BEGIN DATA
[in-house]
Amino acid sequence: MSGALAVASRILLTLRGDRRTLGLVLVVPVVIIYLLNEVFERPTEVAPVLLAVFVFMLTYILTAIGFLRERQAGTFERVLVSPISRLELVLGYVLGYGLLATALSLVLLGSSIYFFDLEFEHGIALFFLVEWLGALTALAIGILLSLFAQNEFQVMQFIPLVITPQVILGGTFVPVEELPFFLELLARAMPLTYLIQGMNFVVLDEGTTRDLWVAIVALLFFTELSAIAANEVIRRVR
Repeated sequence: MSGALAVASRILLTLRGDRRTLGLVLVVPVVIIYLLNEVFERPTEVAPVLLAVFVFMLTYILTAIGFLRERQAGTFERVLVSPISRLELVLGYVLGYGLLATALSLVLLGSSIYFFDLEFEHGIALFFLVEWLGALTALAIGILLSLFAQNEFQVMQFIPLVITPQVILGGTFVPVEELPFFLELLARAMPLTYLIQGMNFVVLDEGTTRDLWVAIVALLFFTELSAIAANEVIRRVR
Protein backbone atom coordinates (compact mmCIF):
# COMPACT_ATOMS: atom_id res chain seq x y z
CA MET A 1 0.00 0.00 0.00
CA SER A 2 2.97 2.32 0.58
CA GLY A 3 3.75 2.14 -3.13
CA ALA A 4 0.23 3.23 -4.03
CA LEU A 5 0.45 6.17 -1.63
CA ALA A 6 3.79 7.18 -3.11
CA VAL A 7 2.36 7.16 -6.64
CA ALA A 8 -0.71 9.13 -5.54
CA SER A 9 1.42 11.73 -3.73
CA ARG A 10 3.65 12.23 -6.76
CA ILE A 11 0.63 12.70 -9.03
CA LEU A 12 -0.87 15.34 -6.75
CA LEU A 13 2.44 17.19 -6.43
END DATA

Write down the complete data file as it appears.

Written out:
[in-house]
Amino acid sequence: MSGALAVASRILLTLRGDRRTLGLVLVVPVVIIYLLNEVFERPTEVAPVLLAVFVFMLTYILTAIGFLRERQAGTFERVLVSPISRLELVLGYVLGYGLLATALSLVLLGSSIYFFDLEFEHGIALFFLVEWLGALTALAIGILLSLFAQNEFQVMQFIPLVITPQVILGGTFVPVEELPFFLELLARAMPLTYLIQGMNFVVLDEGTTRDLWVAIVALLFFTELSAIAANEVIRRVR
Repeated sequence: MSGALAVASRILLTLRGDRRTLGLVLVVPVVIIYLLNEVFERPTEVAPVLLAVFVFMLTYILTAIGFLRERQAGTFERVLVSPISRLELVLGYVLGYGLLATALSLVLLGSSIYFFDLEFEHGIALFFLVEWLGALTALAIGILLSLFAQNEFQVMQFIPLVITPQVILGGTFVPVEELPFFLELLARAMPLTYLIQGMNFVVLDEGTTRDLWVAIVALLFFTELSAIAANEVIRRVR
Protein backbone atom coordinates (compact mmCIF):
# COMPACT_ATOMS: atom_id res chain seq x y z
CA MET A 1 0.00 0.00 0.00
CA SER A 2 2.97 2.32 0.58
CA GLY A 3 3.75 2.14 -3.13
CA ALA A 4 0.23 3.23 -4.03
CA LEU A 5 0.45 6.17 -1.63
CA ALA A 6 3.79 7.18 -3.11
CA VAL A 7 2.36 7.16 -6.64
CA ALA A 8 -0.71 9.13 -5.54
CA SER A 9 1.42 11.73 -3.73
CA ARG A 10 3.65 12.23 -6.76
CA ILE A 11 0.63 12.70 -9.03
CA LEU A 12 -0.87 15.34 -6.75
CA LEU A 13 2.44 17.19 -6.43